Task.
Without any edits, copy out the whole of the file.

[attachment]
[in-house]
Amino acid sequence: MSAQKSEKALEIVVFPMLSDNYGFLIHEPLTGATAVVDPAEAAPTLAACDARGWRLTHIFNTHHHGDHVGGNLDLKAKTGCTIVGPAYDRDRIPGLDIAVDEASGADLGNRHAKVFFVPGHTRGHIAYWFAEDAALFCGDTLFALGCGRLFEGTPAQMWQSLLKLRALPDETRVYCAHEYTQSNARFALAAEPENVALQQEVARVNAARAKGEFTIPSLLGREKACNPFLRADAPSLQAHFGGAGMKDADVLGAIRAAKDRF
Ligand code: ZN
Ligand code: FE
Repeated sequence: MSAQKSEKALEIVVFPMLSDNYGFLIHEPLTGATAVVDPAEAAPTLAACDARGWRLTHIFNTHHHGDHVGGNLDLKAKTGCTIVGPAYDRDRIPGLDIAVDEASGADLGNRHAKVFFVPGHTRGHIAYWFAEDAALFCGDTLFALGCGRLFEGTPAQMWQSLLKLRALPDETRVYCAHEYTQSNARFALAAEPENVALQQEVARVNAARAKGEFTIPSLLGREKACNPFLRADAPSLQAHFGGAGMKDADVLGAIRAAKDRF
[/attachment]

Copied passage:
[in-house]
Amino acid sequence: MSAQKSEKALEIVVFPMLSDNYGFLIHEPLTGATAVVDPAEAAPTLAACDARGWRLTHIFNTHHHGDHVGGNLDLKAKTGCTIVGPAYDRDRIPGLDIAVDEASGADLGNRHAKVFFVPGHTRGHIAYWFAEDAALFCGDTLFALGCGRLFEGTPAQMWQSLLKLRALPDETRVYCAHEYTQSNARFALAAEPENVALQQEVARVNAARAKGEFTIPSLLGREKACNPFLRADAPSLQAHFGGAGMKDADVLGAIRAAKDRF
Ligand code: ZN
Ligand code: FE
Repeated sequence: MSAQKSEKALEIVVFPMLSDNYGFLIHEPLTGATAVVDPAEAAPTLAACDARGWRLTHIFNTHHHGDHVGGNLDLKAKTGCTIVGPAYDRDRIPGLDIAVDEASGADLGNRHAKVFFVPGHTRGHIAYWFAEDAALFCGDTLFALGCGRLFEGTPAQMWQSLLKLRALPDETRVYCAHEYTQSNARFALAAEPENVALQQEVARVNAARAKGEFTIPSLLGREKACNPFLRADAPSLQAHFGGAGMKDADVLGAIRAAKDRF